“I am flawed. Deeply flawed,” Armstrong said. “We all have our flaws.”
To Armstrong biographer Daniel Coyle, the overall effect was regrettable.
“It felt like a painful and mostly unnecessary therapy session that took place on stage in front of tens of millions of people,” Coyle said.
“There were many moments, maybe 75 or 80 percent of it, when it was the old Lance: defiant, pushing back, not displaying any emotional connection. And there were flashes of insight. But by and large, this is a guy who doesn’t yet get the big picture.”
Richard Pound, former president of the World Anti-Doping Agency, said he sensed Armstrong was more chagrined by his fall from grace than contrite over the doping that led to it. That said, Pound likened his confession to the necessary first step of a recovering alcoholic.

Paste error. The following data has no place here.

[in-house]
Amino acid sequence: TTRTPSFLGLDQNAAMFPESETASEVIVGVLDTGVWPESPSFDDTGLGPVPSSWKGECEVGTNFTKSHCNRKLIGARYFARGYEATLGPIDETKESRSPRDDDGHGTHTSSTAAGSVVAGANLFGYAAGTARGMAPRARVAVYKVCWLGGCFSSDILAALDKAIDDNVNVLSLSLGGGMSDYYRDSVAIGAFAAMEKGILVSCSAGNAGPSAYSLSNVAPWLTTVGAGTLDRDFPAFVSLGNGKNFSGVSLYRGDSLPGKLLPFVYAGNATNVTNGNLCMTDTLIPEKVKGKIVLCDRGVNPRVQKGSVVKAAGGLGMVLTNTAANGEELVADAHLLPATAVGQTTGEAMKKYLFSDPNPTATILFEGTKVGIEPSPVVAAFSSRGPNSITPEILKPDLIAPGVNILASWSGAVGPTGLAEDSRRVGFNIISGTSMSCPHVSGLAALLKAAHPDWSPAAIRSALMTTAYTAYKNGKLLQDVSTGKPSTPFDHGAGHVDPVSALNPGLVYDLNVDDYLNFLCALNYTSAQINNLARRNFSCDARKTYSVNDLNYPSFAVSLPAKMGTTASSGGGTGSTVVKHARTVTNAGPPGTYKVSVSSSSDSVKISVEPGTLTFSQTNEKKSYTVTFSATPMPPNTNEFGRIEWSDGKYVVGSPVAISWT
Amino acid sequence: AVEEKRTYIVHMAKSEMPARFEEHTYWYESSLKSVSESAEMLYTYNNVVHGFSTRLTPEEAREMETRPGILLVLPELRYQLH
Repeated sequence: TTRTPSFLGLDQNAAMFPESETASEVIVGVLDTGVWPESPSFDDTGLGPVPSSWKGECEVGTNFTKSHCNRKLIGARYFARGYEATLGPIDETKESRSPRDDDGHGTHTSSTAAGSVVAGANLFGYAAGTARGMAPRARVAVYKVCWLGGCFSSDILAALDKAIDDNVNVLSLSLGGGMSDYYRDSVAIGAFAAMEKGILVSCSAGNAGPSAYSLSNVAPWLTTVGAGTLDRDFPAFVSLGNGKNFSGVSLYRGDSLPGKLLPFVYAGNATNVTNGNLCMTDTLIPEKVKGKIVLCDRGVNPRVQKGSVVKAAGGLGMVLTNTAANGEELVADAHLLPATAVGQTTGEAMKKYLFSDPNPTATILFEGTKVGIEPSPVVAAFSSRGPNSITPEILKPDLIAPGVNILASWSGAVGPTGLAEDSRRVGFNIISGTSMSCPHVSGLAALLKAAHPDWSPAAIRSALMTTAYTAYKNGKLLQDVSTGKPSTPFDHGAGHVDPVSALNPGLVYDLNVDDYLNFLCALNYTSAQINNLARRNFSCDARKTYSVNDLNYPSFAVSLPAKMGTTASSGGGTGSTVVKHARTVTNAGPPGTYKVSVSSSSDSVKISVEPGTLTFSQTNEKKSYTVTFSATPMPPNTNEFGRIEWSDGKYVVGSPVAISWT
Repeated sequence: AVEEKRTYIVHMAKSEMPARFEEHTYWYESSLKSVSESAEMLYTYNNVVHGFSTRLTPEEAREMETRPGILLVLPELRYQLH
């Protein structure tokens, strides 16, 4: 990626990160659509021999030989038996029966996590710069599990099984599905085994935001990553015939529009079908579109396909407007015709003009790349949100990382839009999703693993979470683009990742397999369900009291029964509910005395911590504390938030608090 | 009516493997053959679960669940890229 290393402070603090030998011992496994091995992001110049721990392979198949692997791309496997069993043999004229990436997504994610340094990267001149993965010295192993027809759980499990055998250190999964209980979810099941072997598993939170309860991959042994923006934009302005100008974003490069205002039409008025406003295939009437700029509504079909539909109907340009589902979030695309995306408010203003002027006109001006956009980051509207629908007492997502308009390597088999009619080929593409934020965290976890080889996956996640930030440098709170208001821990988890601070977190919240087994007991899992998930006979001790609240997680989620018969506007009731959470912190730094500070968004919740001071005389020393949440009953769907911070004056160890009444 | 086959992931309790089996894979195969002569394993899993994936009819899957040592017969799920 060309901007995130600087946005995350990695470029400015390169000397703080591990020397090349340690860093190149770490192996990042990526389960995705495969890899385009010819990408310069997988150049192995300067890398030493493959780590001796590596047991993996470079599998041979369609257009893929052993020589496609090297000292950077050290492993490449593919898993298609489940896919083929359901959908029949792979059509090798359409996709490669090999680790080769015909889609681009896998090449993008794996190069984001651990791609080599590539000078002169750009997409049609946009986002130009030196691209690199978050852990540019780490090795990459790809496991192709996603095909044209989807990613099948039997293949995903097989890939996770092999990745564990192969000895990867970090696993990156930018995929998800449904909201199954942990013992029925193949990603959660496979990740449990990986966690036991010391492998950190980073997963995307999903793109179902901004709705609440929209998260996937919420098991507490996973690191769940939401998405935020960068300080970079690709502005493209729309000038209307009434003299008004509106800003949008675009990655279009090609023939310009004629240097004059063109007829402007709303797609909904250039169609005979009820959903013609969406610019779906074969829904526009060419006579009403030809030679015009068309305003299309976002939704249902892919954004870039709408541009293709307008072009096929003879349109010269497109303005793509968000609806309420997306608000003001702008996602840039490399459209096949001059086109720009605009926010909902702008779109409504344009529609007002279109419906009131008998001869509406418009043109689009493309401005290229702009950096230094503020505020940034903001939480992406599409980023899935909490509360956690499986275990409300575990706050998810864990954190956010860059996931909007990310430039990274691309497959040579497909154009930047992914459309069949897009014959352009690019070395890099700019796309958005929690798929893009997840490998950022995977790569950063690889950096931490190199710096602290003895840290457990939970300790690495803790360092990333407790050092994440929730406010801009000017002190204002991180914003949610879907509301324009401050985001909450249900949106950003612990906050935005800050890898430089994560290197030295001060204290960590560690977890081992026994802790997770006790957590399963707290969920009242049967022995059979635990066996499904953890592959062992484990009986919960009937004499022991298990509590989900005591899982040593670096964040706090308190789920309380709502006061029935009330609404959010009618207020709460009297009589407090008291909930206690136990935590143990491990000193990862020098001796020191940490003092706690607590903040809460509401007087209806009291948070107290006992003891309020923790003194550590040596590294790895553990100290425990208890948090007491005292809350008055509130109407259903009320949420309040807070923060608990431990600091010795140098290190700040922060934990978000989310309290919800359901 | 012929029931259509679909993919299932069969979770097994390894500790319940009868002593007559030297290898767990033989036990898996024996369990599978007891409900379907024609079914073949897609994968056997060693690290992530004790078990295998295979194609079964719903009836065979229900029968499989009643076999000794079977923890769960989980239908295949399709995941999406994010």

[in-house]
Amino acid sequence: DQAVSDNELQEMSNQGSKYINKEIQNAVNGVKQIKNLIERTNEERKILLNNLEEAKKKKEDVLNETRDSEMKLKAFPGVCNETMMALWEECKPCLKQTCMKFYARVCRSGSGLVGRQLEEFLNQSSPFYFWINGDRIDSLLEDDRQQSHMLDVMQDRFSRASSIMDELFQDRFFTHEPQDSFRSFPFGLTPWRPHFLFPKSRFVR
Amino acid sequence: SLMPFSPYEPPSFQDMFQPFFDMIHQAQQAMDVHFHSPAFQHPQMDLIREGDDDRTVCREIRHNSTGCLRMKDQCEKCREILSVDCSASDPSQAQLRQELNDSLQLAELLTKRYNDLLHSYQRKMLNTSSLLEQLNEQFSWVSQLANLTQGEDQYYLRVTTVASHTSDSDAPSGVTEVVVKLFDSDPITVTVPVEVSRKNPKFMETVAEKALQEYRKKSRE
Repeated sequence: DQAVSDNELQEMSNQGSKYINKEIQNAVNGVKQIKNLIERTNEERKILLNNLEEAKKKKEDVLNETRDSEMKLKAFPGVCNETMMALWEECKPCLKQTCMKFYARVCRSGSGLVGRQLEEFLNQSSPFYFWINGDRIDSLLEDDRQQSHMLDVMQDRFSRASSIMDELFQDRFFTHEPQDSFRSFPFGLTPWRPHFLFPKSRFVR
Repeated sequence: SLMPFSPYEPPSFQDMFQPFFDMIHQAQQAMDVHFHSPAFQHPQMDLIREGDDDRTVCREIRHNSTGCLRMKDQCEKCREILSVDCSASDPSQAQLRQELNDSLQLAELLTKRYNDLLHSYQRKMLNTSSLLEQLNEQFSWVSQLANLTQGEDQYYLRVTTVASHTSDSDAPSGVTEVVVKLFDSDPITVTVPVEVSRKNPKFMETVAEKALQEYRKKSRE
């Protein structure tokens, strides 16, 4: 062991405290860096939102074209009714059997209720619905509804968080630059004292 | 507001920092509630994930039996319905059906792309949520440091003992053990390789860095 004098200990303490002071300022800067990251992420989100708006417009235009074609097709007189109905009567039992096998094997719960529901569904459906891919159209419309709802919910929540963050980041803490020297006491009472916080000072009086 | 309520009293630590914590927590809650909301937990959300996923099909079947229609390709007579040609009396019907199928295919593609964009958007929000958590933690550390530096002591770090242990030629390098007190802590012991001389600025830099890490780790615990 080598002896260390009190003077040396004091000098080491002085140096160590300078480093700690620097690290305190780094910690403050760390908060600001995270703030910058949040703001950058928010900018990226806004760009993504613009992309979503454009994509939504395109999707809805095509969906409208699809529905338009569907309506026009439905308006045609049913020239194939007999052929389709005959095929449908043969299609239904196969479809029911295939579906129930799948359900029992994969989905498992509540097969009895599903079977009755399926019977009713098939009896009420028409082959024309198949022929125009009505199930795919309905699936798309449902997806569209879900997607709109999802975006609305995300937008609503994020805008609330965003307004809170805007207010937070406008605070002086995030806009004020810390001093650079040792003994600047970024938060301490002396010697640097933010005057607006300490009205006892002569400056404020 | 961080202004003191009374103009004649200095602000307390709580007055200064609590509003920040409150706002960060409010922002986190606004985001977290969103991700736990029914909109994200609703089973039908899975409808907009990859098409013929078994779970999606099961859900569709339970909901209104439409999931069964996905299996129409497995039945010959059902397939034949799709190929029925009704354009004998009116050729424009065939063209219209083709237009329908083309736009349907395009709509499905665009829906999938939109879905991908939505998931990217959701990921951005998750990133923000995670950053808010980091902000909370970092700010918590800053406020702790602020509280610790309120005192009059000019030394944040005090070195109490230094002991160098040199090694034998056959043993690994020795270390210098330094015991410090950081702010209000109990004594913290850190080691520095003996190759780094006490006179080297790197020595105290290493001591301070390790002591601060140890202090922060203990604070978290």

“Unless you get them to acknowledge there is a problem, there’s no possibility of a cure,” Pound said. “He has now come forward and acknowledged what everybody knew.”
But that won’t be enough to persuade WADA to revisit its lifetime ban. If Armstrong wants to compete again, he’ll have to testify under oath — a point Travis Tygart, CEO of the U.S. Anti-Doping Agency, made clear Thursday night.
“We want to know how you did it? Who was involved? How was it protected? How was it that you had so many drug tests — he says 600; it was half that, at most — throughout a period you were using, and none of the tests were positive? Who helped? Who was involved? How did the money flow?” Pound said.
“For him to say, ‘I’m taking personal responsibility,’ be our guest. But, by the way, don’t show up anywhere in the future.”